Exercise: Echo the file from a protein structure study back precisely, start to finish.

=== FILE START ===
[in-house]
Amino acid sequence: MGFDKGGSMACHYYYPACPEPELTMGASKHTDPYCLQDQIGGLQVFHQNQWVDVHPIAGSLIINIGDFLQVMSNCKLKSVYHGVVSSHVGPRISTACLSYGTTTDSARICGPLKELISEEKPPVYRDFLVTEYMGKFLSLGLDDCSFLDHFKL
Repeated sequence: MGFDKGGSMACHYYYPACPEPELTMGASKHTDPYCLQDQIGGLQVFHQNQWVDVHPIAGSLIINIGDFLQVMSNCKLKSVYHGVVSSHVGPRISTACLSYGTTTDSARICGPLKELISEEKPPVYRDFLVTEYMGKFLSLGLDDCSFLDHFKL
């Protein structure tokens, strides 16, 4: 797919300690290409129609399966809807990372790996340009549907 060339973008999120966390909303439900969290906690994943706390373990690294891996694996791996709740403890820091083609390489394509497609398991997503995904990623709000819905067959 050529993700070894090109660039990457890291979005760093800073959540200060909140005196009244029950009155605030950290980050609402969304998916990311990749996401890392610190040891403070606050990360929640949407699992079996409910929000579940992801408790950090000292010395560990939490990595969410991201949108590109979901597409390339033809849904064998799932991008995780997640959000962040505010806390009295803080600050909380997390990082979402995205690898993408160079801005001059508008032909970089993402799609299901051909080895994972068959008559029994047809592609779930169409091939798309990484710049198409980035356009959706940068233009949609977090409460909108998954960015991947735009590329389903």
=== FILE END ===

[in-house]
Amino acid sequence: MGFDKGGSMACHYYYPACPEPELTMGASKHTDPYCLQDQIGGLQVFHQNQWVDVHPIAGSLIINIGDFLQVMSNCKLKSVYHGVVSSHVGPRISTACLSYGTTTDSARICGPLKELISEEKPPVYRDFLVTEYMGKFLSLGLDDCSFLDHFKL
Repeated sequence: MGFDKGGSMACHYYYPACPEPELTMGASKHTDPYCLQDQIGGLQVFHQNQWVDVHPIAGSLIINIGDFLQVMSNCKLKSVYHGVVSSHVGPRISTACLSYGTTTDSARICGPLKELISEEKPPVYRDFLVTEYMGKFLSLGLDDCSFLDHFKL
């Protein structure tokens, strides 16, 4: 797919300690290409129609399966809807990372790996340009549907 060339973008999120966390909303439900969290906690994943706390373990690294891996694996791996709740403890820091083609390489394509497609398991997503995904990623709000819905067959 050529993700070894090109660039990457890291979005760093800073959540200060909140005196009244029950009155605030950290980050609402969304998916990311990749996401890392610190040891403070606050990360929640949407699992079996409910929000579940992801408790950090000292010395560990939490990595969410991201949108590109979901597409390339033809849904064998799932991008995780997640959000962040505010806390009295803080600050909380997390990082979402995205690898993408160079801005001059508008032909970089993402799609299901051909080895994972068959008559029994047809592609779930169409091939798309990484710049198409980035356009959706940068233009949609977090409460909108998954960015991947735009590329389903």